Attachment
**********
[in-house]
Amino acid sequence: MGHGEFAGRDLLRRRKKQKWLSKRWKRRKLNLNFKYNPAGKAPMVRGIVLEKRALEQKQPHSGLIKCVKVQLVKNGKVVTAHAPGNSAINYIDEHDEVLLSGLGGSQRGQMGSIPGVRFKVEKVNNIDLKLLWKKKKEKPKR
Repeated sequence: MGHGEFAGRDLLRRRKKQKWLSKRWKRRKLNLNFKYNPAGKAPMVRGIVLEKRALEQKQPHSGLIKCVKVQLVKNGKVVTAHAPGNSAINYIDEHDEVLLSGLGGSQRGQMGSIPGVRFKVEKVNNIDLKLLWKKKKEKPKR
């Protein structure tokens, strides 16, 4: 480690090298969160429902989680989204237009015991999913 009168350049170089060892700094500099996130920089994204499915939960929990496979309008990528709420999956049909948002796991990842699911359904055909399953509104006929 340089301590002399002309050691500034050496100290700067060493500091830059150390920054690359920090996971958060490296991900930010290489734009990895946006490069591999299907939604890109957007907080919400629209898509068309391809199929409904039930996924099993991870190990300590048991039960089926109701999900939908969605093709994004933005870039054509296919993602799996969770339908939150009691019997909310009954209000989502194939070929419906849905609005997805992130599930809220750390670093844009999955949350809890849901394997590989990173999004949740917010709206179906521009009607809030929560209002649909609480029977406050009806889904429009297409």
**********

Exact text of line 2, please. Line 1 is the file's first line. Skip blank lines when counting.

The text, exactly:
Amino acid sequence: MGHGEFAGRDLLRRRKKQKWLSKRWKRRKLNLNFKYNPAGKAPMVRGIVLEKRALEQKQPHSGLIKCVKVQLVKNGKVVTAHAPGNSAINYIDEHDEVLLSGLGGSQRGQMGSIPGVRFKVEKVNNIDLKLLWKKKKEKPKR